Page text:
• HIV infection can have a chronic or recurring sore throat because of a secondary infection or a fungal infection such as oral thrush or cytomegalovirus infection.
  • Gastroesophageal reflux disease (GERD) is a digestive system disorder that can make you have a sore throat or heartburn and hoarseness.
  • Tumors in the throat can cause a lump in the neck, blood in saliva, phlegm and noisy breathing.
  • An infected tissue or abscess in the throat can also cause a sore throat, but such conditions are very rare.
  • Nausea – If you are experiencing nausea due to morning sickness or food poisoning, then the acid backed up to your throat as you vomit may cause it to burn. The acid burn may end up irritating your throat.
Throat Infections

4 Diagnosing a sore throat

Making a diagnosis of the cause of your sore throat is done during physical exam.

Consult your doctor or your child’s pediatrician if you or your child has a sore throat and in some instances your doctor may refer you to an ENT that specializes in ear, nose and throat disorders, or an allergist that specializes in allergies.

Bring a family member or a close friend with you. Write down the symptoms you are experiencing, and if someone in your family recently had a flu or cold. Write down the list of supplements and medications that you are taking.

Some of the questions that you can ask your doctor include:

  • What is causing my symptoms?
  • What are other possible causes?
  • What tests do I need?
  • What are the treatments?
  • Is this contagious?
  • Am I allowed to go back to school or work?
  • What are other alternative medicines available?

Your doctor will likely ask you some questions such as:

  • What other symptoms do you have aside from sore throat?
  • When did it begin?
  • Do you have trouble breathing?
  • Do you have a fever?
  • Is it recurring?
  • Do you smoke?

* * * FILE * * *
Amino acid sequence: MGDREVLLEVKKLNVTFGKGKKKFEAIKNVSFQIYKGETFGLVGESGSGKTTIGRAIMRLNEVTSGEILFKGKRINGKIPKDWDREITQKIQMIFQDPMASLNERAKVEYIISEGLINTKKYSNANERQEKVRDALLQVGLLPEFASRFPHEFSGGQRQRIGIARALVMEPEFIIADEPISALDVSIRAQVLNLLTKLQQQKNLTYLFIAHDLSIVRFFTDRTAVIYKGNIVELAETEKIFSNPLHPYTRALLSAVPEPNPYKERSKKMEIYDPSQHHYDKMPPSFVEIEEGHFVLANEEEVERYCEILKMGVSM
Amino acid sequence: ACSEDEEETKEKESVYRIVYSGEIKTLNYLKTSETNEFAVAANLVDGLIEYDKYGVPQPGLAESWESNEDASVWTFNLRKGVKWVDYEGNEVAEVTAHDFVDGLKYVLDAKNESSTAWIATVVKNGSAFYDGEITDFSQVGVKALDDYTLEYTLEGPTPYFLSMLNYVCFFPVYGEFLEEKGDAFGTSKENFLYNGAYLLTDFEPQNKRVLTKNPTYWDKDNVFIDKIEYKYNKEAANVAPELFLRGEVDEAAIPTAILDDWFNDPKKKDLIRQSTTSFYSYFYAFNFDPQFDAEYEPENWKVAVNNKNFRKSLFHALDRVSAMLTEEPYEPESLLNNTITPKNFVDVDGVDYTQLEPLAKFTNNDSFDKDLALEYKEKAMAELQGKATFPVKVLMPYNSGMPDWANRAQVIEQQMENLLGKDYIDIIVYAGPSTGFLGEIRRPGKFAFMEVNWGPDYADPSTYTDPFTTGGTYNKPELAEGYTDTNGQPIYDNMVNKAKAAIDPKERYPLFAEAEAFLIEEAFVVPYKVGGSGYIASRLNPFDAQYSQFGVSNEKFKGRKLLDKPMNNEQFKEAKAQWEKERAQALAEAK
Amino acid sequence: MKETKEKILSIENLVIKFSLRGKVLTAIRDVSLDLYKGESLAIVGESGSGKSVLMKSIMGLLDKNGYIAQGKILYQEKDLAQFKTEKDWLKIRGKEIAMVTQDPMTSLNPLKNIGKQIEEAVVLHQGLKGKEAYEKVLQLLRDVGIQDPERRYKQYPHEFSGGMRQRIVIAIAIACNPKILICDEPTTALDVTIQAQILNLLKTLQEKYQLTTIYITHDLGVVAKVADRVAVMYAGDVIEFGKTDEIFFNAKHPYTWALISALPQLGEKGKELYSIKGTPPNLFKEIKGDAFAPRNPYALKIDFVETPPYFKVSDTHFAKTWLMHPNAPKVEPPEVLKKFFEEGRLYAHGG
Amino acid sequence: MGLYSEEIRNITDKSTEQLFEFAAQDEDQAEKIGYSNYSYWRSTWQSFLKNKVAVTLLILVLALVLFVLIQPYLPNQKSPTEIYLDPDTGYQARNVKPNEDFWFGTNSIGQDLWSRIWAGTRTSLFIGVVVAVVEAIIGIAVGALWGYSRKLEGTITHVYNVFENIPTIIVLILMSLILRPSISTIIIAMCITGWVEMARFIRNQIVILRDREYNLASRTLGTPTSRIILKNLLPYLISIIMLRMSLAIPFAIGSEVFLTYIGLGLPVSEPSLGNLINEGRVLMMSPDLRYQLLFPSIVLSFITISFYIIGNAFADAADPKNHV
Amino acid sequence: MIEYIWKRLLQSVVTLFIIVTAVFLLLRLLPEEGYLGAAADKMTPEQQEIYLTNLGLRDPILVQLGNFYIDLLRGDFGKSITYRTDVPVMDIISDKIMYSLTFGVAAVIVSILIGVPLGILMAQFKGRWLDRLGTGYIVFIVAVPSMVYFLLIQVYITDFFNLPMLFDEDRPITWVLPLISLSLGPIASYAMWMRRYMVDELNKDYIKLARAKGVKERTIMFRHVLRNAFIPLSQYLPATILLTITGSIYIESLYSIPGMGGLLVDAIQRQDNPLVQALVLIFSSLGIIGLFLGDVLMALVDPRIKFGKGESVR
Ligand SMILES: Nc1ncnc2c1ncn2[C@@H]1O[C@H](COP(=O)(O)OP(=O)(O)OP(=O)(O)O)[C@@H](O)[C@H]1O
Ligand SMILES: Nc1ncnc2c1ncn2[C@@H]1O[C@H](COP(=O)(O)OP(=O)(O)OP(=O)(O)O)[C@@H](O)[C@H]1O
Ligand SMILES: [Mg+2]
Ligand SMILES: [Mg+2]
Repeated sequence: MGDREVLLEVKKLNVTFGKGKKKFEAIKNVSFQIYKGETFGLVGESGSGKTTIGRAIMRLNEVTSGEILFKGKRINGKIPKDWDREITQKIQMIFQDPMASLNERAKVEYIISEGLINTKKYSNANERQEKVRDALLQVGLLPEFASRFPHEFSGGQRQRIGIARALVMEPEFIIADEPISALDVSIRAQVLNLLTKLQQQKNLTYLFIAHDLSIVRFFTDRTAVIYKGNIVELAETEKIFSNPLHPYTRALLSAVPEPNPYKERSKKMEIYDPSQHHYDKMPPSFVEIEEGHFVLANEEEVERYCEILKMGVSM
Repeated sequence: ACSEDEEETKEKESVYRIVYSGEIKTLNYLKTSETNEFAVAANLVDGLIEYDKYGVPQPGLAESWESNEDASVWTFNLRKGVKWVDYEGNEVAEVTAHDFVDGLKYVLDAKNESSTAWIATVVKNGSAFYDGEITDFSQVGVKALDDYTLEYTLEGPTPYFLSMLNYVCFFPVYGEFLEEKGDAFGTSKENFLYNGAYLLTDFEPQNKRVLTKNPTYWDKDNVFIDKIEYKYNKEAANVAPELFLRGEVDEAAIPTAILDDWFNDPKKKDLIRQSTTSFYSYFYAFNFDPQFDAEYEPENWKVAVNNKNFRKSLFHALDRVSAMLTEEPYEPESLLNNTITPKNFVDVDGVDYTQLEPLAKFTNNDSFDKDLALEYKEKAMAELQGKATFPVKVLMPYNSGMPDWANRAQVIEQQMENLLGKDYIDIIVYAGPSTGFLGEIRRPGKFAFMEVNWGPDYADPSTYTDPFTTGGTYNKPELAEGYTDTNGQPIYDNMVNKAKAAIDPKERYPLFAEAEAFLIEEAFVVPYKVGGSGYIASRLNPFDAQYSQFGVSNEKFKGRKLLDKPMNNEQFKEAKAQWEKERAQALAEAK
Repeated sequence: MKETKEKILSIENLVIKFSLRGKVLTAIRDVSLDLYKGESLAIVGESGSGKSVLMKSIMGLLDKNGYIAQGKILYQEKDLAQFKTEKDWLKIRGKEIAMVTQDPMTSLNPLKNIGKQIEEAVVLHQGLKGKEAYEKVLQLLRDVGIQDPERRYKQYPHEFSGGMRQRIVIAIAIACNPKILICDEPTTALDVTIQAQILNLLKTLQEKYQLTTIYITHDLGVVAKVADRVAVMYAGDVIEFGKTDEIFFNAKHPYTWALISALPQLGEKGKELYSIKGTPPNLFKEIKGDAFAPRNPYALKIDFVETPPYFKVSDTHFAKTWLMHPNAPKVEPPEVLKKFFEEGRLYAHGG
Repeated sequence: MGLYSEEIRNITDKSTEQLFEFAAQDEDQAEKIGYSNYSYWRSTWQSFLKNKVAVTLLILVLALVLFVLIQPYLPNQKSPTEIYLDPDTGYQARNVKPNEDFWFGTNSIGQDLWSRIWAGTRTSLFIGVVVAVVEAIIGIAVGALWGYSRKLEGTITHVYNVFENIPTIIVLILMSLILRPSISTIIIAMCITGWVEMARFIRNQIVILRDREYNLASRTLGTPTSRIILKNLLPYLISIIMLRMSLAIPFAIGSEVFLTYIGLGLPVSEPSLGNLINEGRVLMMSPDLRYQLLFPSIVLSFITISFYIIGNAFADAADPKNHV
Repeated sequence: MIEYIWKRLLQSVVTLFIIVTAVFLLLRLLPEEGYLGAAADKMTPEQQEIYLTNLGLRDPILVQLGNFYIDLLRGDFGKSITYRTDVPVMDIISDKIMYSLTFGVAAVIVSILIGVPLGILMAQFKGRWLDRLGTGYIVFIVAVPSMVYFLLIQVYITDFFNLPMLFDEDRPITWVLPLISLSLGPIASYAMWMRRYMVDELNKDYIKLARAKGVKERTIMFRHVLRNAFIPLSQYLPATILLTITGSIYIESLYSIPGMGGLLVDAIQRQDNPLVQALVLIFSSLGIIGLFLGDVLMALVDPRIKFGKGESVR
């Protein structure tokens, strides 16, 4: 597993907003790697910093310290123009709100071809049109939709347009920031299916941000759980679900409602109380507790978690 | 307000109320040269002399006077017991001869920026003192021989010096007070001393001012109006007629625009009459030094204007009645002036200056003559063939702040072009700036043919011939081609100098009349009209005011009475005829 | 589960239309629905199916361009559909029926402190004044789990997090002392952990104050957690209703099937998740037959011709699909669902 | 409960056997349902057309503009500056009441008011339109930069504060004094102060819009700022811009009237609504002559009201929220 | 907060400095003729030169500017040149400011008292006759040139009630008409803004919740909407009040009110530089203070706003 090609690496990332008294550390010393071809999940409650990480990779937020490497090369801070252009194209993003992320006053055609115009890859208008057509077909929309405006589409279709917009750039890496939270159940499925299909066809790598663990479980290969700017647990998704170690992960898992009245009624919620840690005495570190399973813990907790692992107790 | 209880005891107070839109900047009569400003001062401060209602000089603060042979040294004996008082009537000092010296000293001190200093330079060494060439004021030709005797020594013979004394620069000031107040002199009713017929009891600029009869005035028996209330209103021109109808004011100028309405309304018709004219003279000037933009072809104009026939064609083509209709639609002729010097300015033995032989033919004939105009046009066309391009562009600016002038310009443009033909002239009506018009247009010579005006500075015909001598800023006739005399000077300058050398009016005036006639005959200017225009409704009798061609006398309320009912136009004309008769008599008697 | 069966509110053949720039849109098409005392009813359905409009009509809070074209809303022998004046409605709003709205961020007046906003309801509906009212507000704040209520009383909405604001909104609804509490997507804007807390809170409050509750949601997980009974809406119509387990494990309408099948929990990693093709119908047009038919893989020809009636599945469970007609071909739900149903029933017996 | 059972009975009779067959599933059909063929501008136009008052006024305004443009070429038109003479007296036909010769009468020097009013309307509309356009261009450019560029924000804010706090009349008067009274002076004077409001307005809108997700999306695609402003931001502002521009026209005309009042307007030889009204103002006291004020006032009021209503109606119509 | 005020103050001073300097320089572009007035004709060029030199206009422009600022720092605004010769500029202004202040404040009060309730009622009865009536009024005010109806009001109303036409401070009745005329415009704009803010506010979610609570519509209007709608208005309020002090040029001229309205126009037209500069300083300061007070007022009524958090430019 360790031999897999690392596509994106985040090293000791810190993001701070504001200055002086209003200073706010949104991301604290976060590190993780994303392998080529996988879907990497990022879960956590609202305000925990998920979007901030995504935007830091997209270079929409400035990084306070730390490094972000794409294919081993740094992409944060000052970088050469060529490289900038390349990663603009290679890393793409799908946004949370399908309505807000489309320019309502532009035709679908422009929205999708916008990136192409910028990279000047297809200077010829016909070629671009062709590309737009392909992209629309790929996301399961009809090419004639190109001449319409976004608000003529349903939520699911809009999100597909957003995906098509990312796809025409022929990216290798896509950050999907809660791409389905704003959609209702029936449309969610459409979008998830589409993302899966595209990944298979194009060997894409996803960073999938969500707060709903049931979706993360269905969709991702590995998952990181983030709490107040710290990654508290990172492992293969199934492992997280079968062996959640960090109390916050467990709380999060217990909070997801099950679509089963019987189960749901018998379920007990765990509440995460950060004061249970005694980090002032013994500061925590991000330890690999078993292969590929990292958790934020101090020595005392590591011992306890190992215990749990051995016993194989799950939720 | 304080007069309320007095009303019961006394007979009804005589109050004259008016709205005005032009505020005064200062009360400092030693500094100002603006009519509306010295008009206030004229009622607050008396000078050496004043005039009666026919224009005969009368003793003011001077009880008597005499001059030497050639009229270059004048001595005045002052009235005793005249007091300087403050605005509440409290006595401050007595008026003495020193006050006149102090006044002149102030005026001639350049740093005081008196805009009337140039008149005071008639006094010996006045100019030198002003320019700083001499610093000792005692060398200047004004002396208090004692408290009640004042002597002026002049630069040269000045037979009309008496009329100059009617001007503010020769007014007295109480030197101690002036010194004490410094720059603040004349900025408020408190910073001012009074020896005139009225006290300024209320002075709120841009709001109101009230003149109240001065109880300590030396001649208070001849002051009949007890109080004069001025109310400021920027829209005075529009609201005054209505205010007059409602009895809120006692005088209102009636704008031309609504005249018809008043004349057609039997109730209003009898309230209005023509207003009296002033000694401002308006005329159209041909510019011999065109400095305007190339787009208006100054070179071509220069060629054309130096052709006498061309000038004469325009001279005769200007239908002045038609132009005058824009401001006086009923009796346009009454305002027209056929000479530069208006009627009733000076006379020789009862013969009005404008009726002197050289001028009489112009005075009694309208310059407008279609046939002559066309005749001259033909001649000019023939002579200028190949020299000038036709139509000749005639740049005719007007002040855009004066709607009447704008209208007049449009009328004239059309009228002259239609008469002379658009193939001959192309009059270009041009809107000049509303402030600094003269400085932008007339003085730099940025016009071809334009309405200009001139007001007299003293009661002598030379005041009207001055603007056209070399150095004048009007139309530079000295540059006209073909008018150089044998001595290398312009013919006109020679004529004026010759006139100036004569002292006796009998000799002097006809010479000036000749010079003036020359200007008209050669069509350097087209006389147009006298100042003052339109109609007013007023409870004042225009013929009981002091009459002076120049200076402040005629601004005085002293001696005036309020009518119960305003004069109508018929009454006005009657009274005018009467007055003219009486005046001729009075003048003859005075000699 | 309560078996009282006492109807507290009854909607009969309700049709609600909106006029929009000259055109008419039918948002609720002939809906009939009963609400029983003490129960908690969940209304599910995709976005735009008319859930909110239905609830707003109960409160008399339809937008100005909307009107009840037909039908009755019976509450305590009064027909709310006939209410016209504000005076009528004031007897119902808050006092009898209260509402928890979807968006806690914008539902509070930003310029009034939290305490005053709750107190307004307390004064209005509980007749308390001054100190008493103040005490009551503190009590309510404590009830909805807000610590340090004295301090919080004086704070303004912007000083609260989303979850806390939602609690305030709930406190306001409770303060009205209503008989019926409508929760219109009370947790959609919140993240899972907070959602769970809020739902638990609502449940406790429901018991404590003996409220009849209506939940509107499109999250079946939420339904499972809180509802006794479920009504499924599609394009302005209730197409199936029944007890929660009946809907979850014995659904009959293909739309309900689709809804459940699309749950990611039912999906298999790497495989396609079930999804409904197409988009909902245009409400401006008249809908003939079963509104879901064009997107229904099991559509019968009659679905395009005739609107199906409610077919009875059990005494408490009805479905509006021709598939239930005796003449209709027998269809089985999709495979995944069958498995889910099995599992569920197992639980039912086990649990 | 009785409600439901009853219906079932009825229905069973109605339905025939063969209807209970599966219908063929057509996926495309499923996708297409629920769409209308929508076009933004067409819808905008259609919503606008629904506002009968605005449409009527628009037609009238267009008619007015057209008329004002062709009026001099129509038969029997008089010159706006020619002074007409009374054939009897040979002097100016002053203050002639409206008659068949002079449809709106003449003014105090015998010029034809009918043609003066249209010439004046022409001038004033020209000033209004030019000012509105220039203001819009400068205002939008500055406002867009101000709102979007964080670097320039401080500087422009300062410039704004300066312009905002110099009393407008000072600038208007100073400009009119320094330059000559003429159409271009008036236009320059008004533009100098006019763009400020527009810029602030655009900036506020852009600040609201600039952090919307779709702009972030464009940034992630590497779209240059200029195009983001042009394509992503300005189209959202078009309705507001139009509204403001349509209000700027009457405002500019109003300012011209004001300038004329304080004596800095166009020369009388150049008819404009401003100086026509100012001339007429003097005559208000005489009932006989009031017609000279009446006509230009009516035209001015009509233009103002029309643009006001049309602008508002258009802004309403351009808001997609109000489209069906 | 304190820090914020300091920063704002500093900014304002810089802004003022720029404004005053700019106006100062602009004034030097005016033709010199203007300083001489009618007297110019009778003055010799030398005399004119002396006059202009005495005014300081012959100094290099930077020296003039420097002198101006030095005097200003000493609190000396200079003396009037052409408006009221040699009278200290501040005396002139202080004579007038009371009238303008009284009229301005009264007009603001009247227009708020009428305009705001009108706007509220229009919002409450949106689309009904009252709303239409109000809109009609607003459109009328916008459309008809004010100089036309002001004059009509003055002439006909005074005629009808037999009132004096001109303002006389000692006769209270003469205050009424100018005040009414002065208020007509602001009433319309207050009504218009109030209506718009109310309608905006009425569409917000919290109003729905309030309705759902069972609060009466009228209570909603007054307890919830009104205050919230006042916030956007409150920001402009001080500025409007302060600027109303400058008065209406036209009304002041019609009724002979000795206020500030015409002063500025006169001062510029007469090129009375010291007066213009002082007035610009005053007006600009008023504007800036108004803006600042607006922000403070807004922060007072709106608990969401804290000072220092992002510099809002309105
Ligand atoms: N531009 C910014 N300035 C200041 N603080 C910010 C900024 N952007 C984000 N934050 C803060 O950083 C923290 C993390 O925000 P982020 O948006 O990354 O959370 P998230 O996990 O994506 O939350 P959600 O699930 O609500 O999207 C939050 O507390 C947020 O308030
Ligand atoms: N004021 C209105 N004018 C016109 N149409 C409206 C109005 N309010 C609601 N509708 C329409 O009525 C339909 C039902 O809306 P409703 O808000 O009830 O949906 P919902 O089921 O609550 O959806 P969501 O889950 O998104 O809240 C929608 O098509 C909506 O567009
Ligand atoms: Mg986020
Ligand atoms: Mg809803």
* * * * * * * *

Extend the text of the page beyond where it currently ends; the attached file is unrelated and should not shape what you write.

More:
• Do you have allergies?
  • Are you exposed to a secondhand smoke?

While waiting for the appointment, you can follow some of these steps such as:

  • Keeping your hands clean and covering your mouth when sneezing and talking
  • Do not share personal items
  • Gargle with 1 teaspoon (5 grams) of table salt in 8 ounces (237 milliliters) of warm water
  • Have enough rest and drink plenty of fluids
  • Take pain relievers such as ibuprofen (Advil, Motrin IB) or acetaminophen (Tylenol)
  • Be cautious enough not to give aspirin to children and teenagers for it may cause Reye’s syndrome

Your doctor will conduct a physical exam that will likely include:

  • Listening to your breathing through the use of a stethoscope
  • Using lighted instruments to look at your throat, nasal passages and ears
  • Palpating your neck to look for swollen glands (lymph nodes)
  • Throat swab – Your doctor will get a sample of your throat secretion by rubbing a sterile swab over the back of your throat. Then it will be checked for streptococcal bacteria, and the results will be delivered within 24-48 hours.
  • You have a bacterial infection as the cause of your sore throat if the swab comes back positive, while you have viral infection if it comes back negative.
  • CBC – This will indicate if an infection is more likely caused by a viral or bacterial agent.
  • Allergy tests – You may be referred to an allergist if your doctor suspects that your sore throat is related to an allergy.

If you have a frequent or chronic sore throat, you may be referred to an ENT doctor or other specialist because you may have a serious condition other than sore throat.

5 Sore throat treatment

There are various types of ways you can relieve your sore throat. It may be through medicine or you can find natural remedies for sore throat. Your treatment will depend on the cause of the sore throat.

The most common cause of sore throat is viral infection, and that mostly lasts up to seven days and does not need professional medical treatment. Over-the-counter cold and flu medications can be helpful in treating the symptoms and lessening the pain and discomfort of your sore throat.

Here are some ways on how to relieve a sore throat: